The Fresh Loaf

News & Information for Amateur Bakers and Artisan Bread Enthusiasts

5-grain Sourdough with Rye Sourdough from Hamelman's "Bread"

dmsnyder's picture
dmsnyder

5-grain Sourdough with Rye Sourdough from Hamelman's "Bread"

 

I like variety, so I could never say that any one bread is “my favorite.” However, I can say that the “Five-Grain Sourdough with Rye Sourdough” from Hamelman's “Bread” would certainly be one of the candidates. It has a wonderful crunchy crust and a delicious complex flavor. It is fabulous fresh-baked. It stays moist for many days. It makes toast to die for. It is good unadorned or buttered, by itself or with other foods, for breakfast, lunch or dinner. It's, incidentally, full of really healthy stuff. Moreover, it's really easy to make, and it's beautiful to look at. What's not to like?

This bread is made with a rye sourdough but is also spiked with commercial yeast. The sourdough is fed and a soaker is soaked 14-16 hours before mixing, but once the dough is mixed, the fermentation and proofing are rather short. I started putting the dough together at around 12:30 pm, and the bread was out of the oven at around 4:30 pm.

Notes on the formula

  1. The overall hydration of the dough is 99%, but much of the water is absorbed by the soaker. The final dough is sticky, but like a rye bread dough not like a high-hydration white bread dough.

  2. Also note that all the salt is in the soaker. This is to inhibit enzyme activity. The salt percentage may also seem high (2.2% of the total flour), but the grains in the soaker also need salt, so the bread does not seem overly salty in the least.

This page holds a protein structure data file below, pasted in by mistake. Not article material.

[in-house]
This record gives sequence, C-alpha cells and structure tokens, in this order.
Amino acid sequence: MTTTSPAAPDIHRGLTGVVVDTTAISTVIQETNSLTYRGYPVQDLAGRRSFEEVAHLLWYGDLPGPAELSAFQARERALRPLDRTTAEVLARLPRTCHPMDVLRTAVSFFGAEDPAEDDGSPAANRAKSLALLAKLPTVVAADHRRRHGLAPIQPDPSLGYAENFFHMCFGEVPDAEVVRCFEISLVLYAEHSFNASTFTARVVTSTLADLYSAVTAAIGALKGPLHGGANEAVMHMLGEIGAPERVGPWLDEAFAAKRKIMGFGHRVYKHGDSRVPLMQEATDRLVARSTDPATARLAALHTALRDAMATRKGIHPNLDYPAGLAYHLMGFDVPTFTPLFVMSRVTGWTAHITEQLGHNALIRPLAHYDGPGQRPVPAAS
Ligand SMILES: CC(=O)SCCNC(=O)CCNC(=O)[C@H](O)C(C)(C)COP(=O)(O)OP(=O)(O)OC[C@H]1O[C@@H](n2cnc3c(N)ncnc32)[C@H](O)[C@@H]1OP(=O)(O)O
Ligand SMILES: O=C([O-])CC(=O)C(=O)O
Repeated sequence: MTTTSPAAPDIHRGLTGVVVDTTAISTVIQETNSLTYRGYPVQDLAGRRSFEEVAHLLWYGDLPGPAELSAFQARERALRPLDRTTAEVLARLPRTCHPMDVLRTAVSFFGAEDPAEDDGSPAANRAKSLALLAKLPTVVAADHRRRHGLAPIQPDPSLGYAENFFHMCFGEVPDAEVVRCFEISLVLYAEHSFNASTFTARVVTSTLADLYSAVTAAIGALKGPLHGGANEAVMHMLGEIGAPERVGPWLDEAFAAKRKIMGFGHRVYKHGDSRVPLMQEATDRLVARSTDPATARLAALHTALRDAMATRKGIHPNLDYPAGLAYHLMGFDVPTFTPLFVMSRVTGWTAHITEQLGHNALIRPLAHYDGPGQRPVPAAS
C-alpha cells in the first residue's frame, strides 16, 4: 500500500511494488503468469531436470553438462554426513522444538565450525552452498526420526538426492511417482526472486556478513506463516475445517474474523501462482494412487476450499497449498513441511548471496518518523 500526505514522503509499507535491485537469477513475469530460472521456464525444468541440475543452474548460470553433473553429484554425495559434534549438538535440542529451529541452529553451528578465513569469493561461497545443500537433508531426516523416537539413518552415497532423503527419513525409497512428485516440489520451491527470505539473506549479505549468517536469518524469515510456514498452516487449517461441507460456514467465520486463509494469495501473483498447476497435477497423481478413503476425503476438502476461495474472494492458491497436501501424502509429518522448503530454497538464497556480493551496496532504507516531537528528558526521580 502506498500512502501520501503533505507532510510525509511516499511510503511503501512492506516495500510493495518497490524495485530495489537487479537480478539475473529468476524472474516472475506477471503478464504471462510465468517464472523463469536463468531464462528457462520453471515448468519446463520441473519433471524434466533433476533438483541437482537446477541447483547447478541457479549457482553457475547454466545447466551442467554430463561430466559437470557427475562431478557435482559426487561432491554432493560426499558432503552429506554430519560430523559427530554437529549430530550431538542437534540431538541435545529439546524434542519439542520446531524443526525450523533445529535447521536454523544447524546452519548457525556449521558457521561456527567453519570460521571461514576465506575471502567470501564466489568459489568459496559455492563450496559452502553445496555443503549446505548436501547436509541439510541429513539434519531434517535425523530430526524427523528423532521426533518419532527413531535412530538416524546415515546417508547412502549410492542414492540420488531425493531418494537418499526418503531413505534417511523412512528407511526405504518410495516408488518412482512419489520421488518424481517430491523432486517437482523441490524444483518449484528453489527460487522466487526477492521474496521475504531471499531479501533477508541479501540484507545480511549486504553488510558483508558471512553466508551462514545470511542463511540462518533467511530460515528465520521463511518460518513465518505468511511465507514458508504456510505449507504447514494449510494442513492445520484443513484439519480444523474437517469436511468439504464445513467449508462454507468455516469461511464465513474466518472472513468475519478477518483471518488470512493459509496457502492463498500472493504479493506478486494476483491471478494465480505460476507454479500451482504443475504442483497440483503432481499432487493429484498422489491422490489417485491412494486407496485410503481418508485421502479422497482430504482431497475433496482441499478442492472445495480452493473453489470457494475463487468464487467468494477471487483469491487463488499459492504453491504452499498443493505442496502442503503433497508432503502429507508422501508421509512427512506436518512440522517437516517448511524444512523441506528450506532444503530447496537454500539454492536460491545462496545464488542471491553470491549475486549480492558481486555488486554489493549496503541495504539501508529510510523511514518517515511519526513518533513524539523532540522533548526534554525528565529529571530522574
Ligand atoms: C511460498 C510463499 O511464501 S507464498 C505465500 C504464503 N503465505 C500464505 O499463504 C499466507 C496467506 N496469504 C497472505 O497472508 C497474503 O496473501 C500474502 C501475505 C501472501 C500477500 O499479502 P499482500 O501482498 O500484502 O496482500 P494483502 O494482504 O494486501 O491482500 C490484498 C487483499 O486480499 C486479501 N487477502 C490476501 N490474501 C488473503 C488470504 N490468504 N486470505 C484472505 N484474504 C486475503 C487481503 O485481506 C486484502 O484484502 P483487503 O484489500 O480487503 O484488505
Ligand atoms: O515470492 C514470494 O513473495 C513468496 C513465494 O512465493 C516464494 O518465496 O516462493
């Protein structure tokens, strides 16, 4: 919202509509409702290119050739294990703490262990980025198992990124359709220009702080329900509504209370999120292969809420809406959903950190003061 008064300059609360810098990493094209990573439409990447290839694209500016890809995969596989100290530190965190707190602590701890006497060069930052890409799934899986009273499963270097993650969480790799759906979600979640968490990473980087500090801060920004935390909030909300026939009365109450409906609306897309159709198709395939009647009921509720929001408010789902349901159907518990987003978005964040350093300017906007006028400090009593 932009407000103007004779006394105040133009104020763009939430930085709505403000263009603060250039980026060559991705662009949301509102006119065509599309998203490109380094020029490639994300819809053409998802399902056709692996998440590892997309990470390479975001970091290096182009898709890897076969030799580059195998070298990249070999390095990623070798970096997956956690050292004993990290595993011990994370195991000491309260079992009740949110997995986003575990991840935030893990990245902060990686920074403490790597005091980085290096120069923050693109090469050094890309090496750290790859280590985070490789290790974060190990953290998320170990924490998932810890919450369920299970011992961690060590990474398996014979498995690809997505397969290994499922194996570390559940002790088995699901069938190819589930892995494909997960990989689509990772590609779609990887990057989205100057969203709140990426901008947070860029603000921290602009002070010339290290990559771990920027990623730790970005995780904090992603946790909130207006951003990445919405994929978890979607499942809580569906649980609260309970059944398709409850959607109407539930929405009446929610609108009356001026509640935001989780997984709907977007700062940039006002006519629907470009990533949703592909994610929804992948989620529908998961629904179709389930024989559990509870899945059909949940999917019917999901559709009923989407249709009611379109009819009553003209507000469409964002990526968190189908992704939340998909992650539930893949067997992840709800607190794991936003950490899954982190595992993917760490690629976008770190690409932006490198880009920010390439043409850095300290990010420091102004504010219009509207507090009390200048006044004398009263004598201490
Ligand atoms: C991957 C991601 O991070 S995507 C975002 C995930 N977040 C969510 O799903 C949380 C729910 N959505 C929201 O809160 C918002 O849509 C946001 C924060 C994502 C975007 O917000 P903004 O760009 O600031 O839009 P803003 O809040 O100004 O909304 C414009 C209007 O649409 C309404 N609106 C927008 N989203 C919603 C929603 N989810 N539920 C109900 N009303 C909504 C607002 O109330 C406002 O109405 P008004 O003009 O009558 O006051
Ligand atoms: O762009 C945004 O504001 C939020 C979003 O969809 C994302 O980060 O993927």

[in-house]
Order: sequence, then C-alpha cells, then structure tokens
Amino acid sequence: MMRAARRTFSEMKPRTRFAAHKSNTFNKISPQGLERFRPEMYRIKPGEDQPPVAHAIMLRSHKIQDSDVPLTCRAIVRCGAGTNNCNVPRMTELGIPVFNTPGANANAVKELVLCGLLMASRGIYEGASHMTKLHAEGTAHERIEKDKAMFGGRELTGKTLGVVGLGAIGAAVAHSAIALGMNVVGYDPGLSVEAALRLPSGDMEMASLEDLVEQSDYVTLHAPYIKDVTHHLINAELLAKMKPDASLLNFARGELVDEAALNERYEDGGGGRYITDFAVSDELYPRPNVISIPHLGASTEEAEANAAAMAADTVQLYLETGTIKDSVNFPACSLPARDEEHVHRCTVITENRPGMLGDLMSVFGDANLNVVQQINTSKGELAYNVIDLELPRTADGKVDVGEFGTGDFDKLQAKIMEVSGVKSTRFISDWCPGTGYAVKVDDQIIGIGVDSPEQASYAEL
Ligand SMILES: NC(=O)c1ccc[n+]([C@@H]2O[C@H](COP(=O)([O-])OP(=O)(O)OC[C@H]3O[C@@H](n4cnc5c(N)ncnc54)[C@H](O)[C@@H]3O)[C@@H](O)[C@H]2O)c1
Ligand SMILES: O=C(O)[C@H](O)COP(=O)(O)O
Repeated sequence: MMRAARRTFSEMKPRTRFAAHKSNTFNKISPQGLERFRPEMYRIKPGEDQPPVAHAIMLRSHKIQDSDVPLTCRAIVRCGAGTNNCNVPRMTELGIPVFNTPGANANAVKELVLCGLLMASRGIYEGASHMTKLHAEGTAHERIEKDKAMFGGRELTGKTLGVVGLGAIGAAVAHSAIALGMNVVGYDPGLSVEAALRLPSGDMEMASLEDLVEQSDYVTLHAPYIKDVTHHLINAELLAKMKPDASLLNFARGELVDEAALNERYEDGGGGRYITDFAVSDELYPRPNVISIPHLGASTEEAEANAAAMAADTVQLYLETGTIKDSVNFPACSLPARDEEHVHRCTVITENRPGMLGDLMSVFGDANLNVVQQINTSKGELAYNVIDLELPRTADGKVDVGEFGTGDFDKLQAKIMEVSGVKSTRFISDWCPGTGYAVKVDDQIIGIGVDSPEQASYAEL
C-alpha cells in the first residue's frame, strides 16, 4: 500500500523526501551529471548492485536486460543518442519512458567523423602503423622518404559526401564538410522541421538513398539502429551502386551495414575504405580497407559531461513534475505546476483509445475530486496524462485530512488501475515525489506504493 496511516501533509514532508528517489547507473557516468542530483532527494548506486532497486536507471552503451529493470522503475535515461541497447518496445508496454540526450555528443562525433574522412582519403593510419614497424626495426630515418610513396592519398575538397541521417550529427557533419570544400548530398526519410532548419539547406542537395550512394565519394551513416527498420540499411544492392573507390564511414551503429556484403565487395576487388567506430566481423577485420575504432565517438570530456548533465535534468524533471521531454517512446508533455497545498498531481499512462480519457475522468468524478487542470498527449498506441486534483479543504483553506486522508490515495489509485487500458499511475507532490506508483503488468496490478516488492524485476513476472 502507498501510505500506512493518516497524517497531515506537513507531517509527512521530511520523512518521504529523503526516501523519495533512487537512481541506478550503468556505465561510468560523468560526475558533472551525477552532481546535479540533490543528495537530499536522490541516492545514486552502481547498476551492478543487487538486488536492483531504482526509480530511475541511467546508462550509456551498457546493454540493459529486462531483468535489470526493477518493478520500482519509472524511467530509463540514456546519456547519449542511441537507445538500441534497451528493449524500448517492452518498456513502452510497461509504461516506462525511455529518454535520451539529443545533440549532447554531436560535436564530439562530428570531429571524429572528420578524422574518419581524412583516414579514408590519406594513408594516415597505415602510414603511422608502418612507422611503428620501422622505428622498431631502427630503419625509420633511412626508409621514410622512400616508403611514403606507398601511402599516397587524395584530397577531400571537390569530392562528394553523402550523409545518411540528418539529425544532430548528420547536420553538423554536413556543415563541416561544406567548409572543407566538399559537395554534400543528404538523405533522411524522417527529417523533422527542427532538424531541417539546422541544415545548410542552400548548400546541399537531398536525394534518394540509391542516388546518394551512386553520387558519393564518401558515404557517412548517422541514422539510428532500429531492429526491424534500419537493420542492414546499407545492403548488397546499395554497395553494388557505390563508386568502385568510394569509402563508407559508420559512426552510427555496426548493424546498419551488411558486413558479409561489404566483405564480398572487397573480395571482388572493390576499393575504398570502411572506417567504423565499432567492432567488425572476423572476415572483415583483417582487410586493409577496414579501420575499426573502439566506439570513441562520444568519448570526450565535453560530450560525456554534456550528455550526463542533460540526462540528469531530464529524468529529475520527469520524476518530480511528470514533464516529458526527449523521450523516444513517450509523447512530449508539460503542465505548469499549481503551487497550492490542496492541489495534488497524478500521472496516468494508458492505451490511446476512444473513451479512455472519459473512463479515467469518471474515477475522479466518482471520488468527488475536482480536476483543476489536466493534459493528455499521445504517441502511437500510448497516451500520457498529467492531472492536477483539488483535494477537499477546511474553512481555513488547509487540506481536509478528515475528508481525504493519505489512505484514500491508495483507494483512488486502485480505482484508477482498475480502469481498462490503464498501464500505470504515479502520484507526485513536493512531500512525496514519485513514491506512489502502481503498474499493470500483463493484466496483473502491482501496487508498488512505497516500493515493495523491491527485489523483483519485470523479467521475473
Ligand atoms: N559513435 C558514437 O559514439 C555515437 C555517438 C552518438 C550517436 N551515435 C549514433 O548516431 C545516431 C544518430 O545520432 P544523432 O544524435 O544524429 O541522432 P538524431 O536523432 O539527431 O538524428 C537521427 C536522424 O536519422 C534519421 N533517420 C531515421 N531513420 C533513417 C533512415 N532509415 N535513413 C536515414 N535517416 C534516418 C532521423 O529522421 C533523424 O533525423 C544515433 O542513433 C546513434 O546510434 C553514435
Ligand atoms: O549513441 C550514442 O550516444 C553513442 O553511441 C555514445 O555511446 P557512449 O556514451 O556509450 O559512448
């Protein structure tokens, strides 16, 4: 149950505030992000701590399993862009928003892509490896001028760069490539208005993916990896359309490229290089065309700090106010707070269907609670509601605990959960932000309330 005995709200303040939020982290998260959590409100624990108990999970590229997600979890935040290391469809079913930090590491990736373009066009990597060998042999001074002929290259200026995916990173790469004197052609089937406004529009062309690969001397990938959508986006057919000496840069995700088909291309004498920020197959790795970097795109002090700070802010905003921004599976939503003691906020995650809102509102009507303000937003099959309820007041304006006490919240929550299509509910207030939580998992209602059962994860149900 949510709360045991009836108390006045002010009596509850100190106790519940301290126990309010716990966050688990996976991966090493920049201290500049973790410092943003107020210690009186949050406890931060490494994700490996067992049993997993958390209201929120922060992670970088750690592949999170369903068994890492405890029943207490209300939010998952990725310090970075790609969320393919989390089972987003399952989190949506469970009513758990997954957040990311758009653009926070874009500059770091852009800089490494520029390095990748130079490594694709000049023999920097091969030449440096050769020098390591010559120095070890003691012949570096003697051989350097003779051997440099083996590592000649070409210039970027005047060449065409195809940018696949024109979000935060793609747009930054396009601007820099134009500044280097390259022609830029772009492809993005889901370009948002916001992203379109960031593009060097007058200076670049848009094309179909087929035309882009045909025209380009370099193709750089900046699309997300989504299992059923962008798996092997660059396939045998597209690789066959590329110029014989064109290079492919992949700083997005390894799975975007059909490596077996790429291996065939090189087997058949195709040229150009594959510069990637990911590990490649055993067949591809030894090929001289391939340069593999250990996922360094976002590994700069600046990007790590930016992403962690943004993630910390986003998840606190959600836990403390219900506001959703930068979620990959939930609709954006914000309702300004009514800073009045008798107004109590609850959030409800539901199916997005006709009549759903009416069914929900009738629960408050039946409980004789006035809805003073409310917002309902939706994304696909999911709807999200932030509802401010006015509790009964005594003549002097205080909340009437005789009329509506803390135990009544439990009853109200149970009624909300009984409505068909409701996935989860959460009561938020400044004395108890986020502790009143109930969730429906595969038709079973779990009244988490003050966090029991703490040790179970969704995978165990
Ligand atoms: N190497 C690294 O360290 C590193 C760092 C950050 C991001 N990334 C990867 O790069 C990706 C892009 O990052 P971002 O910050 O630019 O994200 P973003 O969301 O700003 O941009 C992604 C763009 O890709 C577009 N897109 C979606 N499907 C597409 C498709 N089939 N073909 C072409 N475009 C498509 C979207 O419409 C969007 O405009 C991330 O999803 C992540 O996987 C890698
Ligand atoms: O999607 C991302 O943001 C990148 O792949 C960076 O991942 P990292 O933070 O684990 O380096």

3. This formula makes a large batch of dough. It would have been difficult to mix it in my KitchenAid. I mixed it in my Bosch Universal Plus, which handled it with ease. If using a KitchenAid or similar stand mixer, you should consider scaling down the formula to 2/3 of that specified below.

 

Rye sourdough

Weight

Baker's %

Whole-rye flour

8 oz

100

Water

6.7 oz

83

Mature sourdough culture

0.4 oz

5

Total

15.1 oz

 

 

Soaker

Weight

Baker's %

Flaxseeds

2.9 oz

27.3

Cracked rye (I used pumpernickel flour)

2.9 oz

27.3

Sunflower seeds

2.4 oz

22.7

Oats

2.4 oz

22.7

Water (boiling, if cracked rye)

13.2 oz

125

Salt

0.7 oz

6.7

Total

1 lb, 8.5 oz

 

 

Final dough

Weight

High-Gluten flour (KAF Bread Flour)

1 lb, 8 oz

Water

10.5 oz

Yeast (Instant)

0.19 oz

Honey

0.5 oz

Soaker

1 lb, 8.5 oz

Sourdough

14.7 oz

Total

4 lb, 10.4 oz

 

Method

  1. Mix the sourdough and ferment it at room temperature for 14-16 hours.

  2. Prepare the soaker at the same time as the sourdough. Weigh out the grains and salt. Mix them. If cracked rye is used, boil the water and pour over the grains and mix. If using rye chops or coarse rye flour (pumpernickel), cold water can be used. Cover the soaker and leave it at room temperature.

  3. Mix all the ingredients thoroughly in a mixer bowl at low speed, then increase to medium speed (Speed 2 in a KitchenAid or Bosch) and mix to moderate gluten development. In my Bosch, I think this took around 10 minutes.

  4. Transfer the dough to

    a lightly oiled bowl. Cover tightly and ferment for 1 hour.



  5. Divide the dough into three equal pieces and shape into boules, bâtards or a combination.




  6. Proof for 50-60 minutes in brotformen or en couche.




  7. Preheat the oven to 480ºF with a baking stone and your steaming method of choice in place.




  8. Pre-steam the oven. Transfer the loaves to a peel. Score them and load them onto your baking stone. Steam the oven. Turn the oven down to 460ºF.